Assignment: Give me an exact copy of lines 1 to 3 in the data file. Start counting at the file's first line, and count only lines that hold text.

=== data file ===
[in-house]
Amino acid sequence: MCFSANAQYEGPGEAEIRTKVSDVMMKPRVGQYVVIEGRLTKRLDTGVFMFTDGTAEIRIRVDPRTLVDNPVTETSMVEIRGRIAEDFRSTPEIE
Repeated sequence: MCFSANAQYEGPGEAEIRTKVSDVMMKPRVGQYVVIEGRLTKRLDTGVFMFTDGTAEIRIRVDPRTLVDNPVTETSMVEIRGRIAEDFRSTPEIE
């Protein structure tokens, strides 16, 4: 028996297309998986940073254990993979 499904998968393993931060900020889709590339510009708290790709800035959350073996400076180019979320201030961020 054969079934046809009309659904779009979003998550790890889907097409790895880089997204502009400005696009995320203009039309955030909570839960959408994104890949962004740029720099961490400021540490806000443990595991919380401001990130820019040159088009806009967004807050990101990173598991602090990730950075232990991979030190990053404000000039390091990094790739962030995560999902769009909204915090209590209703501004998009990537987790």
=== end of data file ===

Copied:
[in-house]
Amino acid sequence: MCFSANAQYEGPGEAEIRTKVSDVMMKPRVGQYVVIEGRLTKRLDTGVFMFTDGTAEIRIRVDPRTLVDNPVTETSMVEIRGRIAEDFRSTPEIE
Repeated sequence: MCFSANAQYEGPGEAEIRTKVSDVMMKPRVGQYVVIEGRLTKRLDTGVFMFTDGTAEIRIRVDPRTLVDNPVTETSMVEIRGRIAEDFRSTPEIE